I imagine I wasn’t the only person who saw the trailer for A Simple Favour and was fooled by the insistent French pop soundtrack into thinking that it was a remake of a French original. It’s not, thank heavens. It’s comforting proof that America can take a book and adapt it into a perfectly good movie by the simple expedients of keeping the cast small and talented and letting them act.
I’ll be honest; I was on board as soon as I saw Anna Kendrick in the trailer. I don’t know why Anna Kendrick is magic, but she just is. I pretty much didn’t care who else was there, or whether Paul Feig was directing it; I knew that Anna would somehow make her own bit special and that would somehow be enough.
It would have been, but everything else works too. Blake Lively is delightful. Anyone could have torn up the screen delivering bitchy one-liners, but she also manages to make you see the scared person hiding behind the bitch. And there’s other people, but they don’t matter all that much. This is a whole movie about a terrible friendship between two women, and the men are, at best, things that get kicked around the room by the plot.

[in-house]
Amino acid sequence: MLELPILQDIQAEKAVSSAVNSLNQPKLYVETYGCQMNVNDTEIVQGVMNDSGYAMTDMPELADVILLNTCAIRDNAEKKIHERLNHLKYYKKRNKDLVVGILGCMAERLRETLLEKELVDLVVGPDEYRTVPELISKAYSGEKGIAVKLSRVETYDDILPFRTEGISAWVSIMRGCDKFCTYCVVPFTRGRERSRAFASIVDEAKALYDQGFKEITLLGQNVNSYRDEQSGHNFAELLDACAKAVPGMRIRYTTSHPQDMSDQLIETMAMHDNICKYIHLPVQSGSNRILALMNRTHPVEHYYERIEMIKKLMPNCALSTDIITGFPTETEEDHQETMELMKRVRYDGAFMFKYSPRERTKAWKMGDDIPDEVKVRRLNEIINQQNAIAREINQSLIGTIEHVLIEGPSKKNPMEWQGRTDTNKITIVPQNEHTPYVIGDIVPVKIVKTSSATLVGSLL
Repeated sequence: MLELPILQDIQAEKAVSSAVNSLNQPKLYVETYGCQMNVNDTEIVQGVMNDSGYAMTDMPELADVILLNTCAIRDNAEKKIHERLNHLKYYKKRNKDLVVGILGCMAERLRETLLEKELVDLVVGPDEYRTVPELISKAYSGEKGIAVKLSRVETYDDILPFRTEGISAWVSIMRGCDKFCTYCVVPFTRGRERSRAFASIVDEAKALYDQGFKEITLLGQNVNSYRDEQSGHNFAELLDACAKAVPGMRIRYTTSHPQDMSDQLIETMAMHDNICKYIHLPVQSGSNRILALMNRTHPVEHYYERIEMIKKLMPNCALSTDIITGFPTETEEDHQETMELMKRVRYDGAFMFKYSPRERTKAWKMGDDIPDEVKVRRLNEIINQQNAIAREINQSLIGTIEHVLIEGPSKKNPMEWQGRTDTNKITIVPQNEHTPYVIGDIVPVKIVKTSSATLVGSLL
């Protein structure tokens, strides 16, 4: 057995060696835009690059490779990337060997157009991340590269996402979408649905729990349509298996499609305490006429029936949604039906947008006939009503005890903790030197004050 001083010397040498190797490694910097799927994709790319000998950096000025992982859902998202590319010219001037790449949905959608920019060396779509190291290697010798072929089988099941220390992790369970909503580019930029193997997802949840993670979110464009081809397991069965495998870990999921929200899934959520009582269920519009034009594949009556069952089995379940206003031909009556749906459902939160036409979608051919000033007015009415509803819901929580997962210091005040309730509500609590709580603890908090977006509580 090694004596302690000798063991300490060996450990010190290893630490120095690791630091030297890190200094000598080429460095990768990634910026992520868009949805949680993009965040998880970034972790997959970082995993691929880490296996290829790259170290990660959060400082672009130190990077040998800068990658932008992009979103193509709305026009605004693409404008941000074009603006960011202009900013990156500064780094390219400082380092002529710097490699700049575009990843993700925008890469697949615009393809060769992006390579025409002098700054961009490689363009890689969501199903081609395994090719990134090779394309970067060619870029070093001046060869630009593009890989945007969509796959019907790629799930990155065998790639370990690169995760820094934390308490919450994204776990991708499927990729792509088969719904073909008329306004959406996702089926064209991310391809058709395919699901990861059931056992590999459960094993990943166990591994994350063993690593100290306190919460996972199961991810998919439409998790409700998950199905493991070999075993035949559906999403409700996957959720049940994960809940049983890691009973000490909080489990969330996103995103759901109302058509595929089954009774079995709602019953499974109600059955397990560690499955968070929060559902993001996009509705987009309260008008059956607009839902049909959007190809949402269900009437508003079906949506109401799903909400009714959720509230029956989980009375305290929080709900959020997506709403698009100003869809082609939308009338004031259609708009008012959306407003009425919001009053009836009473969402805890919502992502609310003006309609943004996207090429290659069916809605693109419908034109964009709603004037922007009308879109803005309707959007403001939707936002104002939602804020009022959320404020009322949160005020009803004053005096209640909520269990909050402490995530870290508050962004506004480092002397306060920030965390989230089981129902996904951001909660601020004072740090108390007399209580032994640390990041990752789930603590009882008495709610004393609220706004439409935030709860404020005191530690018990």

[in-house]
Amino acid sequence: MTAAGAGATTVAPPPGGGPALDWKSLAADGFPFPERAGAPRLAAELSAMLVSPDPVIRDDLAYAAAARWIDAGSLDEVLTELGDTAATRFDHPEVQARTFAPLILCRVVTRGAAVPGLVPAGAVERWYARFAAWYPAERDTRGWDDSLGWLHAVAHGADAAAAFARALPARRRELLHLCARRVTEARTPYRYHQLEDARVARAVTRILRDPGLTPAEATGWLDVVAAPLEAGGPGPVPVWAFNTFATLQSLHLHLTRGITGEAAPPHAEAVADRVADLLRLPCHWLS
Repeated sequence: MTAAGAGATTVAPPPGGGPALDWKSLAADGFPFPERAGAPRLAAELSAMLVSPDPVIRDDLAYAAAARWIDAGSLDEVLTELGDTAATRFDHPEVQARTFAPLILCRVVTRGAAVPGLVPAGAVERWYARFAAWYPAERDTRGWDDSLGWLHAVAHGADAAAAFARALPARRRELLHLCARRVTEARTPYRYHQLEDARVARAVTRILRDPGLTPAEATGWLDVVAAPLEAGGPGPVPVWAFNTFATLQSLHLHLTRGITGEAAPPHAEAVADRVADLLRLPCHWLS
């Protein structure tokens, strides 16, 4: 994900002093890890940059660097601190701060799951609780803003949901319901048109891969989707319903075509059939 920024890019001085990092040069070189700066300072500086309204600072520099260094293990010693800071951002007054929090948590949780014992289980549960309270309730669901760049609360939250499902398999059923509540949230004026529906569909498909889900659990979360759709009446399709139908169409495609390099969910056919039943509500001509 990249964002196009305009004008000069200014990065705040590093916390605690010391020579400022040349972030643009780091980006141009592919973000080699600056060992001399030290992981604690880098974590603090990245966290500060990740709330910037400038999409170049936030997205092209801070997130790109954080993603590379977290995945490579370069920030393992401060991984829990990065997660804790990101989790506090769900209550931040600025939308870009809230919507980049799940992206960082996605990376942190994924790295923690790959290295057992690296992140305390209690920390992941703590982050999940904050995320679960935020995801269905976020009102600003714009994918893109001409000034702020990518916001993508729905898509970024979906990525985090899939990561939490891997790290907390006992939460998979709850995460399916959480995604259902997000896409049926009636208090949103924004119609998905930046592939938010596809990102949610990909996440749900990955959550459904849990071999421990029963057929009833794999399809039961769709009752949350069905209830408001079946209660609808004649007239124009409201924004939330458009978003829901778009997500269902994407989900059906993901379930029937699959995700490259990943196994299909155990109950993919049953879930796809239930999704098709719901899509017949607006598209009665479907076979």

And what a plot. What makes this a great little movie is not that there are two fun female characters owning the show; it’s that for once you also want to see what happens next. This is not just a hang out movie with two mismatched buddies. This is a mystery movie where you can’t tell who the villain might be. Emily has everything that Stephanie could possibly want; magnificent house, dreamy husband, a killer wardrobe  and approximately all the attitude in the world (Emily’s voicemail message is a magnificent “This is Emily Townsend. Leave a message or fuck off.”). Emily disappears, and within a matter of days, Stephanie has moved into the magnificent house and the dreamy husband’s arms, and ...
Was Stephanie planning this all along? She’s such a repressed dorky little thing that it feels like it would be a perfect reverse for her to have targeted Emily and moved in on her world. And Anna Kendrick shows these little moments of fire and determination to get her own way. Maybe she’s the real predator in this world.
Or maybe not. Go see the thing yourself and find out. What makes it a good movie is how hard it is to guess which way it’s going to pan out. And when it does resolve, the resolution makes sense. It’s true to what we’ve seen of these people. The movie’s very honest about the way you can’t trust people; again and again the characters tell each other stories while the action cuts away to what actually happened, just to underline how hard it is to catch a lie in a voice even when you’re being shown a lie.
And there are so many incidental pleasures, including a wonderful Greek chorus of bored parents from the school where Emily and Stephanie meet. They’re all too believably fed up with both of them, and they’re used just enough that you’re always pleased to hear from them.
Perfection’s in the details. In its own way, A Simple Favour is perfect.
 None of it is ever going to fit Stephanie, who’s a mouse beside Emily’s jungle cat, but still ….